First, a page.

The on setting can be useful for quickly confirming that sharing works, as it will report a hard failure if anything is amiss. However, auto is recommended in production: on an operating system with address-space layout randomization, it is possible for some backends to (randomly) fail to map the share. Under the auto setting, they will proceed without sharing (and with higher resource usage, which may not be ideal), where with the on setting they would simply fail.

Note: the earliest documentation on class data sharing, dating to Java 1.5, suggested that the feature was not available at all in server mode. In recent VMs that is no longer the case, but it does have to be turned on.

To confirm that sharing is on, look at PL/Java’s startup message for a line similar to:

Java HotSpot(TM) 64-Bit Server VM (25.74-b02, mixed mode, sharing)

To see the startup message after PL/Java is already installed, use

SET client_min_messages TO debug1;

in a new session, before executing any PL/Java function;

SELECT sqlj.get_classpath('public');

for example.

classes.jsa not present

If the option -Xshare:on makes PL/Java fail to start, with a message like

An error has occurred while processing the shared archive file.
Specified shared archive not found.

then the classes.jsa file was not automatically created when Java was installed. It can be created with the simple command java -Xshare:dump (run with adequate privilege to write in Java’s installed location).

Preloading PL/Java’s classes as well as the Java runtime’s

In Hotspot, the basic class data sharing feature includes only Java’s own runtime classes in the shared archive. When using Java 8 from Oracle, 8u40 or later, or OpenJDK with Hotspot starting with Java 10, an expanded feature called application class data sharing is available, with which you can build a shared archive that preloads PL/Java’s classes as well as Java’s own. In rough terms this doubles the improvement in startup time seen with basic class data sharing alone, for a total improvement (compared to no sharing) of 30 to 35 percent. It also allows the memory per backend to be even further scaled back, as discussed under “plausible settings” below.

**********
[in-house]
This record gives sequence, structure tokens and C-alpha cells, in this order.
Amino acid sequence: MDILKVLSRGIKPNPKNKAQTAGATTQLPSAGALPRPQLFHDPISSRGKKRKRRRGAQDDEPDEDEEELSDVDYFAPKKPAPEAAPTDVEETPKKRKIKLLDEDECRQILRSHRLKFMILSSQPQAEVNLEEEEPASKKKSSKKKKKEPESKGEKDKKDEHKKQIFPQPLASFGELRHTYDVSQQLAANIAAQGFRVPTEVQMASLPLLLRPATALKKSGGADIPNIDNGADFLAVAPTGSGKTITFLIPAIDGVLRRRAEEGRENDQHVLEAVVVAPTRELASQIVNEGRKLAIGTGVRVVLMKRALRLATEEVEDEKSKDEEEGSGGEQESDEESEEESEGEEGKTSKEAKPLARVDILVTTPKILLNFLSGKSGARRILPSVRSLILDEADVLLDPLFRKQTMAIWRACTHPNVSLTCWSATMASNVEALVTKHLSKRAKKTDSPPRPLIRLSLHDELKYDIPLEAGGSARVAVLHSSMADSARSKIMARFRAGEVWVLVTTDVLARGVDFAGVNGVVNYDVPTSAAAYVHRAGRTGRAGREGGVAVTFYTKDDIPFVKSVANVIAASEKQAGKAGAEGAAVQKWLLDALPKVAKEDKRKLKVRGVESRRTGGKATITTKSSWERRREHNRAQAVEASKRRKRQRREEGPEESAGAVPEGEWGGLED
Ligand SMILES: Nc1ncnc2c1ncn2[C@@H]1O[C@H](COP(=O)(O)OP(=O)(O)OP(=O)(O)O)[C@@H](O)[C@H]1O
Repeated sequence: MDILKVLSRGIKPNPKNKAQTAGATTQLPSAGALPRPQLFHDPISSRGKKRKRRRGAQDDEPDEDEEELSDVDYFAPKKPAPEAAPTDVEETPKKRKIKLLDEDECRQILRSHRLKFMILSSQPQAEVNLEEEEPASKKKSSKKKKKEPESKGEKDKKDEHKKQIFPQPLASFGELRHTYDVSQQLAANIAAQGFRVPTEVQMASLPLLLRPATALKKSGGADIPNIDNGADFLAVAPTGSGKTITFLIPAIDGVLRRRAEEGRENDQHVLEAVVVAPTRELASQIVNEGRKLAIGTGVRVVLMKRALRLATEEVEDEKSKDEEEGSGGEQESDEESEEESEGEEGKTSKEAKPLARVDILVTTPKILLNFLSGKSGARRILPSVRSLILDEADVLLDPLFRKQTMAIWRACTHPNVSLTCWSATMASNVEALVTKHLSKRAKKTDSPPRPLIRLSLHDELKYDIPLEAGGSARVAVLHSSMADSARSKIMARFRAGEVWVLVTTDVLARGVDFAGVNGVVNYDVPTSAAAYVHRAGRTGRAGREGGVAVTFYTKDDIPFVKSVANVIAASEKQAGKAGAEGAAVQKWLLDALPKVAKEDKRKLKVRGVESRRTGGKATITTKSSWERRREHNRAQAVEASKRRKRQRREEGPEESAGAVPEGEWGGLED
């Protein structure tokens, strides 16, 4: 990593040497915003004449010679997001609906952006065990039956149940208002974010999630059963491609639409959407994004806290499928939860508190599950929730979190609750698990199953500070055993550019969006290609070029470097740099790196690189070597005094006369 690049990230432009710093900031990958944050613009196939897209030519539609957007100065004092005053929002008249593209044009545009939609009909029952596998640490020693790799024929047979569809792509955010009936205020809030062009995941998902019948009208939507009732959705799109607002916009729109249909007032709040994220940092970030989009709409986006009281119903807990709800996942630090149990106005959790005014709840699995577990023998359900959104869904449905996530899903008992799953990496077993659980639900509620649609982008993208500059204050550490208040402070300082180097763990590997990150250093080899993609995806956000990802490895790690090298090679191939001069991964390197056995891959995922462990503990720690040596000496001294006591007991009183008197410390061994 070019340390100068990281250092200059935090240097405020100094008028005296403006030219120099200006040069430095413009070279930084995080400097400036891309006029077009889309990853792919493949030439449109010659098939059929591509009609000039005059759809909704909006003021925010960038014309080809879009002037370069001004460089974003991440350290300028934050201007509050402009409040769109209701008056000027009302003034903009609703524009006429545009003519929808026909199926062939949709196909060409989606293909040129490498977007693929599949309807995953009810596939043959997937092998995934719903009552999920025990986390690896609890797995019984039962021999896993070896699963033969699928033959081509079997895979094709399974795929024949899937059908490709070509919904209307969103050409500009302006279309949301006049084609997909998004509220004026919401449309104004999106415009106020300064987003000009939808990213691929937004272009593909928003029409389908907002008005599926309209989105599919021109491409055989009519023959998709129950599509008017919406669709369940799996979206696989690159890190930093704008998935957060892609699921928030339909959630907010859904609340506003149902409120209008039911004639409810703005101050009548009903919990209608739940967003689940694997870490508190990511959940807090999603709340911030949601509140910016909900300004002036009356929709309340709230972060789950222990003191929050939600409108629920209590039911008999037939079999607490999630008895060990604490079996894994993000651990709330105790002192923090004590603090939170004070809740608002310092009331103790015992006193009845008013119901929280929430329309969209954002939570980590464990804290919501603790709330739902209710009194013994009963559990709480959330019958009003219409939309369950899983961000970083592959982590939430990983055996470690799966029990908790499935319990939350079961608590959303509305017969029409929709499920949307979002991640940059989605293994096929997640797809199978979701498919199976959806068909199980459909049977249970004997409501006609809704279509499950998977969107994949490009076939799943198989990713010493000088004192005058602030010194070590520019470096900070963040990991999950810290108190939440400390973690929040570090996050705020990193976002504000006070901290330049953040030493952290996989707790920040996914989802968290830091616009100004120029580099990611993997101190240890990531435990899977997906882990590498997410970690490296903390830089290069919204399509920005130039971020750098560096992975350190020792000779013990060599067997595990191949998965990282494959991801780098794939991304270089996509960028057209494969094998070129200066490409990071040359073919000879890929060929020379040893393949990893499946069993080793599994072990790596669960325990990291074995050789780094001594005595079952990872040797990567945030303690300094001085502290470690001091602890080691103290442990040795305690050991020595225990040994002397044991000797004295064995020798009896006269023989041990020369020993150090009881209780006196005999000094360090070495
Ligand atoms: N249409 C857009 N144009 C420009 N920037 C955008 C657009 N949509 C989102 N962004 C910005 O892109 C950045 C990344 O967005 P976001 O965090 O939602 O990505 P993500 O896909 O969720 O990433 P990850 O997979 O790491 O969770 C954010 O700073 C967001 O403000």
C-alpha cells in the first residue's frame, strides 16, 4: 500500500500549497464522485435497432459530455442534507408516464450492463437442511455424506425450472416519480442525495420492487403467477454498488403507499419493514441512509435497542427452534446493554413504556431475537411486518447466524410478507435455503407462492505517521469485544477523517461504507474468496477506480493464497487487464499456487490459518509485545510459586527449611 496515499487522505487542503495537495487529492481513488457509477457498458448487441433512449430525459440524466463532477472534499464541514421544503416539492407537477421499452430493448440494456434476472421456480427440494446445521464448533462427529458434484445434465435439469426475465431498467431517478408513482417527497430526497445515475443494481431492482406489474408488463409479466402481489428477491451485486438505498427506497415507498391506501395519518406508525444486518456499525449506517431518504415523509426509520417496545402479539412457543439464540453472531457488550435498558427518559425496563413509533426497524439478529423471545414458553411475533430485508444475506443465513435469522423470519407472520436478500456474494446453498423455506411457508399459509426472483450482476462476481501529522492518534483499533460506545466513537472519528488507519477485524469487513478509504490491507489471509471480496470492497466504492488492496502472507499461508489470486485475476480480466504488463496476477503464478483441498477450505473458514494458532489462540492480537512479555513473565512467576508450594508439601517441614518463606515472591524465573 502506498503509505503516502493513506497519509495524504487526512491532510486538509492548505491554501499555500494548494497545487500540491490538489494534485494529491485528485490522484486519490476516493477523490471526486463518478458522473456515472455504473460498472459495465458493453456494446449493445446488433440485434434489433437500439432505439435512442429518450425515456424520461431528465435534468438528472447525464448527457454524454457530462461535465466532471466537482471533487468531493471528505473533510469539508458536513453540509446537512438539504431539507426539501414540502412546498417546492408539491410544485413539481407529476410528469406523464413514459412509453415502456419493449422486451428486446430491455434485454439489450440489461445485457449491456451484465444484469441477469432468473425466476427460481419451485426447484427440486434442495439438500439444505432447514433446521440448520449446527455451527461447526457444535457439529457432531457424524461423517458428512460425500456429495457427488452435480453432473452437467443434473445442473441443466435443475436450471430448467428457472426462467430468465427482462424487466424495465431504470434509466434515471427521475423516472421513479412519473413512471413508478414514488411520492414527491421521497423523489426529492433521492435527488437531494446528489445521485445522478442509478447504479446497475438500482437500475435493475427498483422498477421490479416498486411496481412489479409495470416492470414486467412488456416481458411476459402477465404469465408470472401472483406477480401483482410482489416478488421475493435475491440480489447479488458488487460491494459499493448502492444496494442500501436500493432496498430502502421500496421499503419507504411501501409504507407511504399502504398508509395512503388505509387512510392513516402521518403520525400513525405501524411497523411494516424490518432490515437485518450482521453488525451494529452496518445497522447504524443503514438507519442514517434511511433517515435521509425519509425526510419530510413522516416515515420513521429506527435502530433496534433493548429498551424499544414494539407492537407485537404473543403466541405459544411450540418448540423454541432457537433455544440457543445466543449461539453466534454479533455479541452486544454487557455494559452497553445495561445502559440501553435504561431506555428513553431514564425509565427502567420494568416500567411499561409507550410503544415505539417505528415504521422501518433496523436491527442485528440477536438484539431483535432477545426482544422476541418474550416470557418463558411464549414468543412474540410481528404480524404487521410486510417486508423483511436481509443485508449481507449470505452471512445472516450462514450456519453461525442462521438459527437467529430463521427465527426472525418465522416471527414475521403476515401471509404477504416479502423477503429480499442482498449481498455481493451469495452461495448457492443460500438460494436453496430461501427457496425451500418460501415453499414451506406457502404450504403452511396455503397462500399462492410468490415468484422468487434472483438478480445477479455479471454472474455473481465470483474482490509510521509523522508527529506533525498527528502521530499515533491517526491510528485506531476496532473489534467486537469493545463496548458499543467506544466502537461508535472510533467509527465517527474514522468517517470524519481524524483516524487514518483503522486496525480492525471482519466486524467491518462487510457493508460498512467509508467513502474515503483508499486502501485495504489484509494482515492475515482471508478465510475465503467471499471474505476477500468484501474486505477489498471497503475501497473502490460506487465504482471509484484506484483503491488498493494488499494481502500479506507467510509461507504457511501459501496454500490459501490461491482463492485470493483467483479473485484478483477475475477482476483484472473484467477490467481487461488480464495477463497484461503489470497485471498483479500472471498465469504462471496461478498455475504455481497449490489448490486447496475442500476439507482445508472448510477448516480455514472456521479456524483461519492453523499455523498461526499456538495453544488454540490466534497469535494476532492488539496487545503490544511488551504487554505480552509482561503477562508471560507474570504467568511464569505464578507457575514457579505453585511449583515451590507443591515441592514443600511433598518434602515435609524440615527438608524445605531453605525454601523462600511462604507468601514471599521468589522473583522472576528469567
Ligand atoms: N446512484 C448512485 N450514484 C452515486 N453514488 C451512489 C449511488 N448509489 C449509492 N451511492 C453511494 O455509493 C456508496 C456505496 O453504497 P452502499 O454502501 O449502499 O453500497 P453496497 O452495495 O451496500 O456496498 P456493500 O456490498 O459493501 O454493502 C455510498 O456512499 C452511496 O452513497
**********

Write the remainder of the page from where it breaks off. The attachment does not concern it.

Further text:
(In OpenJ9, the basic class sharing feature since Java 8 already includes this ability, with no additional setup steps needed.)

Licensing considerations

Basic class data sharing is widely available with no restriction, but application class data sharing in Oracle Java is a “commercial feature” that first appeared in Oracle Java 8. It will not work unless pljava.vmoptions also contain -XX:+UnlockCommercialFeatures , with implications described in the “supplemental license terms” of the Oracle binary code license for Java SE. The license seems to impose no burden on use for internal development and testing, but requires negotiating an additional agreement with Oracle if the feature will be used “in your internal business operations or for any commercial or production purpose.” It is available to consider for any application where the additional performance margin can be given a price.

In OpenJDK (with Hotspot), starting in Java 10, the same feature is available and set up in the same way, but is freely usable; it does not require any additional license, and does not require any -XX:+UnlockCommercialFeatures to be added to the options.